Acer rubrum, the red maple, also known as swamp, water or soft maple, is one of the most common and widespread deciduous trees of eastern and central North America. The U.S. Forest service recognizes it as the most abundant native tree in eastern North America. The red maple ranges from southeastern Manitoba around the Lake of the Woods on the border with Ontario and Minnesota, east to Newfoundland, south to Florida, and southwest to eastern Texas. Many of its features, especially its leaves, are quite variable in form. At maturity, it often attains a height of around 30 m (100 ft). Its flowers, petioles, twigs and seeds are all red to varying degrees. Among these features, however, it is best known for its brilliant deep scarlet foliage in autumn.
Acer pseudoplatanus, known as the sycamore in the United Kingdom and the sycamore maple in the United States, is a flowering plant species in the soapberry and lychee family Sapindaceae. It is a large deciduous, broad-leaved tree, tolerant of wind and coastal exposure. It is native to Central Europe and Western Asia, from France eastwards to Ukraine, northern Turkey and the Caucasus and southwards in the mountains of northern Spain and Italy.
Acer negundo is a species of maple native to North America. Box elder, boxelder maple, ash-leaved maple, and maple ash are among its common names in the United States; in Canada it is commonly known as Manitoba maple and occasionally as elf maple; in the United Kingdom and Ireland it is known as ashleaf maple.
Betula nigra, the black birch, river birch or water birch, is a species of birch native to the Eastern United States from New Hampshire west to southern Minnesota, and south to northern Florida and west to Texas. It is one of the few heat-tolerant birches in a family of mostly cold-weather trees which do not thrive in USDA Zone 6 and up. B. nigra commonly occurs in floodplains and swamps.
Acer nigrum is a species of maple closely related to A. saccharum, and treated as a subspecies of it by some authors, as Acer saccharum subsp. nigrum.
Acer macrophyllum, the bigleaf maple or Oregon maple, is a large deciduous tree in the genus Acer.
Juglans cinerea, commonly known as butternut or white walnut, is a species of walnut native to the eastern United States and southeast Canada.
Betula papyrifera is a short-lived species of birch native to northern North America. Paper birch is named for the tree's thin white bark, which often peels in paper like layers from the trunk. Paper birch is often one of the first species to colonize a burned area within the northern latitudes, and is an important species for moose browsing. The wood is often used for pulpwood and firewood.
Betula alleghaniensis, the yellow birch or golden birch, is a large and important lumber species of birch native to North-eastern North America. Its vernacular names refer to the color of the tree's bark. The name Betula lutea was used expansively for this tree but has now been replaced.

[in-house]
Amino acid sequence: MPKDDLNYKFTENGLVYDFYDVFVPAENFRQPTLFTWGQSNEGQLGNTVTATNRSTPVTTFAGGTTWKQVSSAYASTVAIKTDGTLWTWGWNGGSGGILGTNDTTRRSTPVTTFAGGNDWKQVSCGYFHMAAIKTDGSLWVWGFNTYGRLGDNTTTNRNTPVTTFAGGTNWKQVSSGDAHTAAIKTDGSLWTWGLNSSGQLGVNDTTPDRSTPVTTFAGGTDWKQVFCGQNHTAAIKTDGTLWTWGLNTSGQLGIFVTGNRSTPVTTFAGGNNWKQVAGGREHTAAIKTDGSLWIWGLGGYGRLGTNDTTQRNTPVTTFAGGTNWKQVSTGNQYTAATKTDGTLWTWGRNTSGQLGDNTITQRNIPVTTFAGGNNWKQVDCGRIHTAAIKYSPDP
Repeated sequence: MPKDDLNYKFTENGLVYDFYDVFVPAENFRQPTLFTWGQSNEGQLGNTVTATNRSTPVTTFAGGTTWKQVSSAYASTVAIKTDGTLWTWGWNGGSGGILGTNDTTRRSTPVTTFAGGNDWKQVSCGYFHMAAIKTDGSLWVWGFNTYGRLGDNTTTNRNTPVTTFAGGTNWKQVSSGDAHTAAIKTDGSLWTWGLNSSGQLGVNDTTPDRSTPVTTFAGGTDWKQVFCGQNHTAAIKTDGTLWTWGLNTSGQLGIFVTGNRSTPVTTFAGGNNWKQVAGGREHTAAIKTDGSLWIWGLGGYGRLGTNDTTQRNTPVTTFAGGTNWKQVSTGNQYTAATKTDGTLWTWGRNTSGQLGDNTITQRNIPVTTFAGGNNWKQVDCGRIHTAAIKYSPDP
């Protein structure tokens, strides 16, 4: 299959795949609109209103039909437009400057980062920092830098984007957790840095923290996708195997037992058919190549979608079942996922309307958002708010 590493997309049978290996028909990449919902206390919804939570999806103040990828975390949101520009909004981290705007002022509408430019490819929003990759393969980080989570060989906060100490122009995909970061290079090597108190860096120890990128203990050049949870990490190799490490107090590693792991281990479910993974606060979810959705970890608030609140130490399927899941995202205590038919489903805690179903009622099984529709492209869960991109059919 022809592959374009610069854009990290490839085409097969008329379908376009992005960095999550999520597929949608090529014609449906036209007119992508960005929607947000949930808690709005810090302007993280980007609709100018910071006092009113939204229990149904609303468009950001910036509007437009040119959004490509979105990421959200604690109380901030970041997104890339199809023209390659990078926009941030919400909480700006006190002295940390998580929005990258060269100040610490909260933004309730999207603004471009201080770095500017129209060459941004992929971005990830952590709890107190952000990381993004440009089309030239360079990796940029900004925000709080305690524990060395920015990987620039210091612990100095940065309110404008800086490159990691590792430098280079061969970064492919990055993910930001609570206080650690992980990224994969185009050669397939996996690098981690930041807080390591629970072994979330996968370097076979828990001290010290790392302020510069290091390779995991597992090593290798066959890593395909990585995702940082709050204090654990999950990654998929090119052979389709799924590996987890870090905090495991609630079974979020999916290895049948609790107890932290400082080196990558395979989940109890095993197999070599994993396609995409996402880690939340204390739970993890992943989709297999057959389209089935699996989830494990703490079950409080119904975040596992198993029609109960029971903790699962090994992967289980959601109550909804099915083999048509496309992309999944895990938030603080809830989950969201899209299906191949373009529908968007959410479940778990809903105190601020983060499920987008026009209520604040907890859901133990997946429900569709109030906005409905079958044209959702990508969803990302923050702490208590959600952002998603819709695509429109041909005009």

Acer grandidentatum, commonly called bigtooth maple, is a species of maple native to interior western North America. It occurs in scattered populations from western Montana to central Texas in the United States and south to Coahuila in northern Mexico.
Acer spicatum is a species of maple native to northeastern North America from Saskatchewan to Newfoundland, and south to Pennsylvania. It also grows at high elevations in the southern Appalachian Mountains to northern Georgia.
Acer floridanum, commonly known as the Florida maple and occasionally as the southern sugar maple or hammock maple, is a tree that occurs in mesic and usually calcareous woodlands of the Atlantic and Gulf coastal plain in the United States, from southeastern Virginia in the north, south to central Florida, and west to Oklahoma and Texas.
Carya laciniosa, the shellbark hickory, in the Juglandaceae or walnut family is also called shagbark hickory, bigleaf shagbark hickory, kingnut, big, bottom, thick, or western shellbark, attesting to some of its characteristics. It is a slow-growing, long-lived tree, hard to transplant because of its long taproot, and subject to insect damage. The nuts, largest of all hickory nuts, are sweet and edible. Wildlife and people harvest most of them; those remaining produce seedling trees readily. The wood is hard, heavy, strong, and very flexible, making it a favored wood for tool handles. A specimen tree has been reported in Missouri with 117 cm (46 in) diameter at breast height, 36.9 m tall, and a spread of 22.6 m.
A beech-maple forest or a maple beech forest is a climax mesic closed canopy hardwood forest. It is primarily composed of American beech and sugar maple trees which co-dominate the forest and which are the pinnacle of plant succession in their range. A form of this forest was the most common forest type in the Northeastern United States when it was settled by Europeans and remains widespread but scattered today.
Acer argutum, commonly known in English as pointed-leaf maple and in Japanese as asanoha-kaede, is a species of deciduous flowering tree native to Japan. It is a member of the genus Acer, in the family Sapindaceae. It has an upright growth habit and can reach heights of 10 m (33 ft) tall.
Fortunately for Oklahoma, a subspecies (believed to be an ecotype) of the Sugar Maple was discovered in the southwest part of the state that is specifically adapted to our hot summers and drying winds.